Recently I offered some advice on long-distance relationships to a friend whose significant other will soon be moving to another city. With three successive long-distance relationships in the 1990s under my belt, I have some opinions on this subject. Here they are:
- Everything in a long-distance relationship happens in slow motion. Especially fights, which in my case sometimes took months instead of hours. Distance makes communication harder, and I think that’s true even now, with Skype and cheap long distance, neither of which I had back then. (Hell, in my first LDR, we didn’t even use the Internet; we wrote letters. By hand. Yes, I’m old.)
- The distance has to be temporary. You’re not in an LDR by choice; it’s because of things outside your control: work, studies, immigration law. You’re making do until you sort those things out (find a new job, graduate, get a visa) and one of you relocates to be with the other. If you’re not actively working toward that end, or if the end is not clearly in sight, the relationship will gradually fall apart.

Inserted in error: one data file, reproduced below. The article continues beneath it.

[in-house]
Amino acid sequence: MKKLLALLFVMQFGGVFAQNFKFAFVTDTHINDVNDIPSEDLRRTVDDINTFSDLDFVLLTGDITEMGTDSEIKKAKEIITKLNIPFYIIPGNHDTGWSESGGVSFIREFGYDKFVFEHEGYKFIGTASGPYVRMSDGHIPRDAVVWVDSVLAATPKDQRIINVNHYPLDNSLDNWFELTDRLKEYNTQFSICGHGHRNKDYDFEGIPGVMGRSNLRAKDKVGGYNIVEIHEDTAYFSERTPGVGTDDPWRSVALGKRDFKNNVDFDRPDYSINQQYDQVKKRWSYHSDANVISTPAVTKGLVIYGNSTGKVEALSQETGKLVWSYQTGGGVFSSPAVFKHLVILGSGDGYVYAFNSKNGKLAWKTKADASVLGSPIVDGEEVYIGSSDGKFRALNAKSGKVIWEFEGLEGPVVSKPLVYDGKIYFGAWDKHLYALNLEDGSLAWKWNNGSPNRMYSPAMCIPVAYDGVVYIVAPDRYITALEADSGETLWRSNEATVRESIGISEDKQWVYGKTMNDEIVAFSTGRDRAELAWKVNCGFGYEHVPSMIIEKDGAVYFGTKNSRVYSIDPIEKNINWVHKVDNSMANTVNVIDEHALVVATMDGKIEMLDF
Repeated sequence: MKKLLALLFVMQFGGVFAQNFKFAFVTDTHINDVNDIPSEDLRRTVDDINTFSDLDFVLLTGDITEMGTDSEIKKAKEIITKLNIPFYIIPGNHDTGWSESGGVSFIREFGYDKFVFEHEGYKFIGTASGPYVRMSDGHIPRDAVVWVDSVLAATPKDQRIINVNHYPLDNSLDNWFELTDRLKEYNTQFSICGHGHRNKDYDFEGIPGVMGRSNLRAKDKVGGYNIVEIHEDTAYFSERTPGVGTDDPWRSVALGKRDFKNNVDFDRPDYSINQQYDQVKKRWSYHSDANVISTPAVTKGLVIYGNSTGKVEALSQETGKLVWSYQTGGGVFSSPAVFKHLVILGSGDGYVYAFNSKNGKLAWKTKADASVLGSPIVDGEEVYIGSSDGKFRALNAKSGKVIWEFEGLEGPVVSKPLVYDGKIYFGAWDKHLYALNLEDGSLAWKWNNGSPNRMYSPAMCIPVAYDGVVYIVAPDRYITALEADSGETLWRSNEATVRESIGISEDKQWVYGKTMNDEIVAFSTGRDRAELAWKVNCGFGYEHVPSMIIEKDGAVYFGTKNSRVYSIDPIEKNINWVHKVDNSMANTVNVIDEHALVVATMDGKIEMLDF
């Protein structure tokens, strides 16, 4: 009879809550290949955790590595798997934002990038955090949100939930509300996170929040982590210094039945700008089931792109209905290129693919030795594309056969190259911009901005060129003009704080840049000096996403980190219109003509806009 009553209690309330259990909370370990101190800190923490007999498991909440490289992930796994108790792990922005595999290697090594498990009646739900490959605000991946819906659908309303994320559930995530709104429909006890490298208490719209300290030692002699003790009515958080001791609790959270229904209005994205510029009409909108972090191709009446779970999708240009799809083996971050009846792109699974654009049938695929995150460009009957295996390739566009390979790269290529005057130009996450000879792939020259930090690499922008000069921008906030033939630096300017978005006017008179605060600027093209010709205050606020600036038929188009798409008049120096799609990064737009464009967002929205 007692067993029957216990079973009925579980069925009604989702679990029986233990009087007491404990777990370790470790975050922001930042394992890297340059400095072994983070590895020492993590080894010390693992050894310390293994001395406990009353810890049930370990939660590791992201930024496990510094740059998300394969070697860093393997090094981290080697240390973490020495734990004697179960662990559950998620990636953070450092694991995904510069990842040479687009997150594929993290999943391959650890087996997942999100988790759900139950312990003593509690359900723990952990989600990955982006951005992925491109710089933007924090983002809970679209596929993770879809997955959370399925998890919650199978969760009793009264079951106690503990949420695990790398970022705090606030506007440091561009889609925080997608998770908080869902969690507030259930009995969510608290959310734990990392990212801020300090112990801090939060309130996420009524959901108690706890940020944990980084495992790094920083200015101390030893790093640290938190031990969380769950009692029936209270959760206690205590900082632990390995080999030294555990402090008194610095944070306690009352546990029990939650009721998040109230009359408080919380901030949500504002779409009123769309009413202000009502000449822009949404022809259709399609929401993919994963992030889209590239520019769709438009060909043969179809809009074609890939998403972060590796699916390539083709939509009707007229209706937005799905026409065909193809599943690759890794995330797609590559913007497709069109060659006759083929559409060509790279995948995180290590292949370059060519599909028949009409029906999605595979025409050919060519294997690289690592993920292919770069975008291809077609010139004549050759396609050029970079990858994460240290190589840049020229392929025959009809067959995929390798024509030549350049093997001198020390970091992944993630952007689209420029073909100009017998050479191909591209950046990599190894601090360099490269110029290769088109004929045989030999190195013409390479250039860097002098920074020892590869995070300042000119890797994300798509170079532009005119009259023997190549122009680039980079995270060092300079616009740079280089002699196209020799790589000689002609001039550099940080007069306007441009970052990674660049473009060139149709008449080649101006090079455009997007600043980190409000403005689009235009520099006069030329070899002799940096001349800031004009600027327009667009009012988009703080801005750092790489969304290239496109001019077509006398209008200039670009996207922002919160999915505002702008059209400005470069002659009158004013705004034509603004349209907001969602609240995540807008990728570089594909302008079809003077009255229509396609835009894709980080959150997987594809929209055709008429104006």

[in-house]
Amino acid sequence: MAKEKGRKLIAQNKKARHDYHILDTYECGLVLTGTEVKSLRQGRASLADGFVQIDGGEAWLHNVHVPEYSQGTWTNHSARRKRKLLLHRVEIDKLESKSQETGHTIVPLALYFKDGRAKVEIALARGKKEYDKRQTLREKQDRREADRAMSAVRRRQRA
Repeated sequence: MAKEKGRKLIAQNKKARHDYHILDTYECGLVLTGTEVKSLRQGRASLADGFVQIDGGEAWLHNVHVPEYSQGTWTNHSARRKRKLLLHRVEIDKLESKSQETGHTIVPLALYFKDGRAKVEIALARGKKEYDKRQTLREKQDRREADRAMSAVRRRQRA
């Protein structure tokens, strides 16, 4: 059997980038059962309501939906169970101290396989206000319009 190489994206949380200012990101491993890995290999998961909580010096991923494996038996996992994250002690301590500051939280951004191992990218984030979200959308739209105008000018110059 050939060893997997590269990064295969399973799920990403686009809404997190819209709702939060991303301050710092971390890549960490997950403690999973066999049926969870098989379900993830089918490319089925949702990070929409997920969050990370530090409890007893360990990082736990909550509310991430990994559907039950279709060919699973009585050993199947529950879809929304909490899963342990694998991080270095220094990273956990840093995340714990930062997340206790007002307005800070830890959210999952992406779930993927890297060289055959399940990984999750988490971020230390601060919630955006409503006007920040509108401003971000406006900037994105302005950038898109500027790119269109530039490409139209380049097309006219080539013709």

- You’re forced to get serious, fast. It’s hard to date casually over coffee and see where it goes when you’re half a continent away. Sometimes you end up skipping that stage if your relationship goes long-distance before it has the chance to get serious on its own. That’s not always a good thing. If you were heading in that direction anyway, lucky you, but you also run the risk of breathing life into a relationship that, if it wasn’t an LDR, would have run its course in a month or two. (And now that it’s an LDR, everything takes longer, and what might have ended in a month now takes a year for you to figure out. Bummer.)
Despite conventional wisdom, long-distance relationships aren’t necessarily doomed, nor are they always a bad idea. They’re just harder to do, and have pitfalls that typical, same-city relationships don’t. Because they require more of an emotional investment, and can take a long time to fall apart, it hurts more when they fail. And, with very few exceptions, they only succeed when the long-distance aspect doesn’t last very long.